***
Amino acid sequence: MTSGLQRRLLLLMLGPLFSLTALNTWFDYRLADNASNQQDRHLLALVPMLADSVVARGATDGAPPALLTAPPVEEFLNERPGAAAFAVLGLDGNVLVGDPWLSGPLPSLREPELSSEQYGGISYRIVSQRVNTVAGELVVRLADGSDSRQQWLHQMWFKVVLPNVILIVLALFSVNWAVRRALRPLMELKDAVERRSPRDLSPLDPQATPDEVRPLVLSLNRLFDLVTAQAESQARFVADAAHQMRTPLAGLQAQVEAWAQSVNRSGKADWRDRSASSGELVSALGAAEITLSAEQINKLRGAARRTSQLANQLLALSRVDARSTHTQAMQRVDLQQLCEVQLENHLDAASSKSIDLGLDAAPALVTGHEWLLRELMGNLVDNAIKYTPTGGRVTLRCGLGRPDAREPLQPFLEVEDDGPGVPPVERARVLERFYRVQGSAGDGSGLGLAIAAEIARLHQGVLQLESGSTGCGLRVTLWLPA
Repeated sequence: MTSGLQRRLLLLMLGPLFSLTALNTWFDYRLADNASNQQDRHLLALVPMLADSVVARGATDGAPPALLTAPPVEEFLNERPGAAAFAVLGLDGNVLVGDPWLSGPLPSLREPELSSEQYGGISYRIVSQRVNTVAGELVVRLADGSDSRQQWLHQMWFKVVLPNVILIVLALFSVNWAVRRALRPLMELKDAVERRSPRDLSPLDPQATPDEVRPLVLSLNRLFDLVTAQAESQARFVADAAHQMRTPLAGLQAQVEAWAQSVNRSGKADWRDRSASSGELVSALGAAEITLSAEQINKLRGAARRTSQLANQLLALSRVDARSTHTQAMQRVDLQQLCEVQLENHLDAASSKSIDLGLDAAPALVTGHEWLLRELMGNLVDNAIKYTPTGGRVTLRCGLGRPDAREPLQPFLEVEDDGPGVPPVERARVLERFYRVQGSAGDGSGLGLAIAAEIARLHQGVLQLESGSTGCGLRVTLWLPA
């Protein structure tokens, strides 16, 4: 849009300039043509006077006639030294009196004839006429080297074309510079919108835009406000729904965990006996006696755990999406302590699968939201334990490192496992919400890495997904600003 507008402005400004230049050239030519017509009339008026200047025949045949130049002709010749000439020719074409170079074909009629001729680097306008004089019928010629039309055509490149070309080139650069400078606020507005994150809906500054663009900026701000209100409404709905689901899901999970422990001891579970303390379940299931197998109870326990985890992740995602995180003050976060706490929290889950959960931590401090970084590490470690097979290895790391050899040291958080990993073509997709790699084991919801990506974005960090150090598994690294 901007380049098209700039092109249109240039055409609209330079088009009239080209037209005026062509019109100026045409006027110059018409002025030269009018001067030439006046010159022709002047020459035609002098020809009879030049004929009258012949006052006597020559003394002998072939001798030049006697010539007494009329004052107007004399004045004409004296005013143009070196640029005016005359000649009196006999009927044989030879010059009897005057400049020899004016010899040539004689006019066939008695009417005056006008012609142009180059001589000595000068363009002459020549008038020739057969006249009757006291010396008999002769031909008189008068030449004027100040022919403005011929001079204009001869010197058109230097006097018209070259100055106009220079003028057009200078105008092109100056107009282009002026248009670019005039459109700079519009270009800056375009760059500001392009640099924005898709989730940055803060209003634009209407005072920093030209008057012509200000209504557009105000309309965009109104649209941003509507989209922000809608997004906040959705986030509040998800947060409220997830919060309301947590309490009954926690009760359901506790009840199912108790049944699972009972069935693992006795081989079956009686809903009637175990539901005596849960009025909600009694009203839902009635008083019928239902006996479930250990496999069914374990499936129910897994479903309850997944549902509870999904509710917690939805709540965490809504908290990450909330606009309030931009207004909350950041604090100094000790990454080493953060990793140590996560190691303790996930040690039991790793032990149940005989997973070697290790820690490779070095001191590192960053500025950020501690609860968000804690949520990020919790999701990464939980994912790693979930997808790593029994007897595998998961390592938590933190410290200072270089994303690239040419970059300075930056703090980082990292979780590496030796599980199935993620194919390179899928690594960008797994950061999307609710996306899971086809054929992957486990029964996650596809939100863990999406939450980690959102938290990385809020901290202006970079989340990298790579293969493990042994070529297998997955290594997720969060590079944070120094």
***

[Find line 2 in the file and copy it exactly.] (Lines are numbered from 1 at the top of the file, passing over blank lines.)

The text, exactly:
Repeated sequence: MTSGLQRRLLLLMLGPLFSLTALNTWFDYRLADNASNQQDRHLLALVPMLADSVVARGATDGAPPALLTAPPVEEFLNERPGAAAFAVLGLDGNVLVGDPWLSGPLPSLREPELSSEQYGGISYRIVSQRVNTVAGELVVRLADGSDSRQQWLHQMWFKVVLPNVILIVLALFSVNWAVRRALRPLMELKDAVERRSPRDLSPLDPQATPDEVRPLVLSLNRLFDLVTAQAESQARFVADAAHQMRTPLAGLQAQVEAWAQSVNRSGKADWRDRSASSGELVSALGAAEITLSAEQINKLRGAARRTSQLANQLLALSRVDARSTHTQAMQRVDLQQLCEVQLENHLDAASSKSIDLGLDAAPALVTGHEWLLRELMGNLVDNAIKYTPTGGRVTLRCGLGRPDAREPLQPFLEVEDDGPGVPPVERARVLERFYRVQGSAGDGSGLGLAIAAEIARLHQGVLQLESGSTGCGLRVTLWLPA